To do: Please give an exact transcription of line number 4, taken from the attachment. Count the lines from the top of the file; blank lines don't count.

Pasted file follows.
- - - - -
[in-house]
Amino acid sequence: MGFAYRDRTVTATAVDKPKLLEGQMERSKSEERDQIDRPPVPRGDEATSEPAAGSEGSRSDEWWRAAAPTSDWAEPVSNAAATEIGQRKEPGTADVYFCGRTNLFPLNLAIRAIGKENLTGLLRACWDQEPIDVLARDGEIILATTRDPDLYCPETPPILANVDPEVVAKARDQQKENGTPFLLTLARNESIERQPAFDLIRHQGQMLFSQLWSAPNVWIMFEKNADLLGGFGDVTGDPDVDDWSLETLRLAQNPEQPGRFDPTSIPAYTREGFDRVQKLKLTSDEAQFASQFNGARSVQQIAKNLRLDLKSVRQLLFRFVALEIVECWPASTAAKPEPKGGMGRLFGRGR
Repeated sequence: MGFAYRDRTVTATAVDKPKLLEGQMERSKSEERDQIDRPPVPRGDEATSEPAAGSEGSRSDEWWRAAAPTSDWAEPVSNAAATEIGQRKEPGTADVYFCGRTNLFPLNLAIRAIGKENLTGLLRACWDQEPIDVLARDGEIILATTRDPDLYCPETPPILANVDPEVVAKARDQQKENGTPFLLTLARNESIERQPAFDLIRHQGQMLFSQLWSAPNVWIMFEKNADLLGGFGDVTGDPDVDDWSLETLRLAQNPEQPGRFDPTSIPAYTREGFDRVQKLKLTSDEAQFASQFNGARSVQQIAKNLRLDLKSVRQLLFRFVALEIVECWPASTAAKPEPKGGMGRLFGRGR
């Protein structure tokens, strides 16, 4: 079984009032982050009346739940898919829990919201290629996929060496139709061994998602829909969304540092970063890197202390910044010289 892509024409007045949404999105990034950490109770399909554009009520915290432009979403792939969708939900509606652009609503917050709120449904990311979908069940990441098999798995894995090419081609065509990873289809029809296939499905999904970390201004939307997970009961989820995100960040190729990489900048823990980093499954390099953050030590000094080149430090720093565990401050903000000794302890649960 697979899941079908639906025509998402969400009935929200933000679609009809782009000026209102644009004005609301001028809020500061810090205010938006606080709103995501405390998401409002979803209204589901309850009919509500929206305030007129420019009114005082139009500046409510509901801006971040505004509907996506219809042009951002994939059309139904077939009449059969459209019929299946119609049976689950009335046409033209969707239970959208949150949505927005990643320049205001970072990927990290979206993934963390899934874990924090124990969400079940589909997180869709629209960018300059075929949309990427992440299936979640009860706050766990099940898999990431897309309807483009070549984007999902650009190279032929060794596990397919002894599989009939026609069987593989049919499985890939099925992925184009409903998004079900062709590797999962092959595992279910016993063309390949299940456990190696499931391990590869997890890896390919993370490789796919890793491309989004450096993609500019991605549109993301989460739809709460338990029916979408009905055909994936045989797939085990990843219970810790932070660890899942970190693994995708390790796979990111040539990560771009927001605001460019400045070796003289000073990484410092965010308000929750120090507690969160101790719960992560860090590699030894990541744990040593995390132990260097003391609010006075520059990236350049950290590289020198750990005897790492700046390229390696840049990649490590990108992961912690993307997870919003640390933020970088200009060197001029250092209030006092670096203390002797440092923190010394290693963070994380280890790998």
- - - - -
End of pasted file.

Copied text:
């Protein structure tokens, strides 16, 4: 079984009032982050009346739940898919829990919201290629996929060496139709061994998602829909969304540092970063890197202390910044010289 892509024409007045949404999105990034950490109770399909554009009520915290432009979403792939969708939900509606652009609503917050709120449904990311979908069940990441098999798995894995090419081609065509990873289809029809296939499905999904970390201004939307997970009961989820995100960040190729990489900048823990980093499954390099953050030590000094080149430090720093565990401050903000000794302890649960 697979899941079908639906025509998402969400009935929200933000679609009809782009000026209102644009004005609301001028809020500061810090205010938006606080709103995501405390998401409002979803209204589901309850009919509500929206305030007129420019009114005082139009500046409510509901801006971040505004509907996506219809042009951002994939059309139904077939009449059969459209019929299946119609049976689950009335046409033209969707239970959208949150949505927005990643320049205001970072990927990290979206993934963390899934874990924090124990969400079940589909997180869709629209960018300059075929949309990427992440299936979640009860706050766990099940898999990431897309309807483009070549984007999902650009190279032929060794596990397919002894599989009939026609069987593989049919499985890939099925992925184009409903998004079900062709590797999962092959595992279910016993063309390949299940456990190696499931391990590869997890890896390919993370490789796919890793491309989004450096993609500019991605549109993301989460739809709460338990029916979408009905055909994936045989797939085990990843219970810790932070660890899942970190693994995708390790796979990111040539990560771009927001605001460019400045070796003289000073990484410092965010308000929750120090507690969160101790719960992560860090590699030894990541744990040593995390132990260097003391609010006075520059990236350049950290590289020198750990005897790492700046390229390696840049990649490590990108992961912690993307997870919003640390933020970088200009060197001029250092209030006092670096203390002797440092923190010394290693963070994380280890790998």